Monday, February 27, 2012

Marriage Thoughts II

Days blow by and the house is a mess and our friend Daniel, a gracious house-guest who doesn't mind, but not really guest, more like a family-member who doesn't live with us all the time, who cooks tasty food for us. My to-do list racks up. I have not written in many days.

I have been back to Colorado, wondering if I could creep back into the old life for a few days, but then I woke up in the morning in my sister's queen bed because my old twin bed wouldn't fit my husband too. The old life and the new life collide, and our marriage is a means of grace that pours out in ways I do not understand.

I wake up in the mornings and sometimes I am still surprised, even after eight weeks, to find the Pilot there. Joy! Oh, the joy of prickly chins and unshaven legs and I love you. Socks and boxers on the floor in the bathroom, and someone who takes out all the trash, and I look up from my book and there he is, bone of my bone and flesh of my flesh, husband, forever. Fall asleep beside him, turn in the night and hear the soft murmur of his sleep, wake up, and there he is

I confess, I am in love with our wedding pictures. They were waiting for us, on that return from Colorado (still feels funny saying "going-home-to-Texas!) and I looked and looked and looked again, eyes hungry to see what our love looked like in a photograph. I make slideshows and put them to music; I post on Facebook and read all the comments; I email to parents and parents-in-law. This is love beautiful, this is love picture-perfect. But love comes in messy kitchens and boxers on the floor, too; in brief goodbye kisses and hello-grins. We danced on our wedding day, but we can dance in the kitchen too, spinning on linoleum in sock feet, skating for balance, giggles.

How much laughter smooths the way for marriage, softens the sharp edges of two lives melding together into one. The Pilot's grins are good for my heart, they remind me that life is joy, thanks to Grace, that cleaning bathrooms and washing dishes are not the things I will remember but giggling to his jokes will be. The daily life spiced with smiles is a tasty dish.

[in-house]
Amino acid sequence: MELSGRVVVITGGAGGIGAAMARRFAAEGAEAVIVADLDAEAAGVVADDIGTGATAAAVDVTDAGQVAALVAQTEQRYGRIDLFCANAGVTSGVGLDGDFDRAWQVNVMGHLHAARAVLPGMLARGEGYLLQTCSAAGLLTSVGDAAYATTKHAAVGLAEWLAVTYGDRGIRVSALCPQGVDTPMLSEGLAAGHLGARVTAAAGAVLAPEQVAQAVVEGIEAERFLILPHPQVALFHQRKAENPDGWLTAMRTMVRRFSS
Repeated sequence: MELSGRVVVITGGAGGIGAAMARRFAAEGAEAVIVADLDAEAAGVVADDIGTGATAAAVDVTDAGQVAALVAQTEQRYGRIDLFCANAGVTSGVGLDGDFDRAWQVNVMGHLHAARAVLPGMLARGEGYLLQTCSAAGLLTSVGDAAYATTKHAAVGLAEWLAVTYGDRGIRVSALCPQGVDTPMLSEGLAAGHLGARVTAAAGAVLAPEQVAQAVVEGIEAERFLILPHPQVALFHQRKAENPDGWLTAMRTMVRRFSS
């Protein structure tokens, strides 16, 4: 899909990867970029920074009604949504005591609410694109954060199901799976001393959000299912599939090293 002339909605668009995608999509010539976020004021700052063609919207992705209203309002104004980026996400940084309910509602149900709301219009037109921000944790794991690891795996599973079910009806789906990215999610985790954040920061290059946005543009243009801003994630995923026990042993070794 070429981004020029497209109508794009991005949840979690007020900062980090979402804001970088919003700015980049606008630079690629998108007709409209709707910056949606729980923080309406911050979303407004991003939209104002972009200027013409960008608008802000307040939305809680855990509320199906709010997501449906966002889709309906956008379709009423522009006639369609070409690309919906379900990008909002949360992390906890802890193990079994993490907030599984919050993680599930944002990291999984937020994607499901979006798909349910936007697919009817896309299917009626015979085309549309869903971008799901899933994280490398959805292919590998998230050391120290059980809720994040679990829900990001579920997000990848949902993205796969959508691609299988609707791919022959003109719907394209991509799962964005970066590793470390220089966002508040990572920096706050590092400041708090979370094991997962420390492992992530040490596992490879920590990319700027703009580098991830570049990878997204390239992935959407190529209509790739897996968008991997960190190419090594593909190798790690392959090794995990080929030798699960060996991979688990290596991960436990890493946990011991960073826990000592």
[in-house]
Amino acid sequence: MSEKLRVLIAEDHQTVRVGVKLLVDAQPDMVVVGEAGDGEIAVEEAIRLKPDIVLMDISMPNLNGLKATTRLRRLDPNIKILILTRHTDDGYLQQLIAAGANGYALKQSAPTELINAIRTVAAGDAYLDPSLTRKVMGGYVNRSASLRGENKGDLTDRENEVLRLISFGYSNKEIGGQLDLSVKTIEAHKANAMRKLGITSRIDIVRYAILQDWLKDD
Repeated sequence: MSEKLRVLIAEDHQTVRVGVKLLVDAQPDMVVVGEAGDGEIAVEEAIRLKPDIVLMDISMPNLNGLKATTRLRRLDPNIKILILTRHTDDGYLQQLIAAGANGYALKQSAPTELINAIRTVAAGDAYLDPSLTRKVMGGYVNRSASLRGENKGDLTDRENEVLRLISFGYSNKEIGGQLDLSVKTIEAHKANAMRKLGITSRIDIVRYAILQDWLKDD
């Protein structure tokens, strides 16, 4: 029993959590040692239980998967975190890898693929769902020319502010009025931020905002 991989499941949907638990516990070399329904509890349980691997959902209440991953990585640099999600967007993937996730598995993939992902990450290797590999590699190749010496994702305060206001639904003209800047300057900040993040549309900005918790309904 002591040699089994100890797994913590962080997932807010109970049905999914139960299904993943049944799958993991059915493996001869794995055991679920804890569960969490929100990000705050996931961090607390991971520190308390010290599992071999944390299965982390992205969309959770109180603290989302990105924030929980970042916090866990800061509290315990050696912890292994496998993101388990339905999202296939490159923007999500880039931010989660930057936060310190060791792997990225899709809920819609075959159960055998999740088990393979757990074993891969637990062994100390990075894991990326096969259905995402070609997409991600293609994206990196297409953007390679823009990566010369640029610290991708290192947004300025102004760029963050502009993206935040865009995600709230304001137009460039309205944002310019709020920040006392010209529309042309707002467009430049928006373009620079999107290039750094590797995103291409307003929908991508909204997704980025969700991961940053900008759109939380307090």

Sometimes I still lie in bed, awake, listening to slumber-breathing of the husband next to me, trying to understand. I am in the presence of a mystery that is awe-filled and holy and I don't understand. "Marriage is living with glory," Mike Mason wrote,
It is living with an embodied revelation, with a daily unveiling and unraveling of the mystery of love in such a way that our intense yet shy curiosity about such things is in a constant state of being satisfied, being fed, yet without ever becoming sated. It is living with a mystery that is fully visible, with a flesh-and-blood person who can be touched and held, questioned and probed and examined and even made love to, to our heart's content, but who nevertheless proves to be utterly and impenetrably mysterious, infinitely contemplable.

 I am in bed with mystery, and it is the mystery of my husband, and it flashes on me how did we get here? Is there anything more mysterious than another person? Is there any adventure more unique and exciting and challenging than bringing in another person to the blocked-off, barred, secret places of our lives, and letting them be at home there? We have curtains and locks on our doors and day-planners and excuses to keep all the rest of the world out when we find it inconvenient to let it in, but marriage plants Mystery in the middle of our lives, our beds, our bathrooms, all the places we have hitherto kept private, and it will not go away. Precious invasion! Can I see the Mystery for the grace that it is? I am living with love and pray, pray that wonder, that awe-filled space in the night might not go away, that my heart will not pull back from this contemplation of the grace of the Pilot in my bed, that I will move into the glory and the mystery and the grace. 

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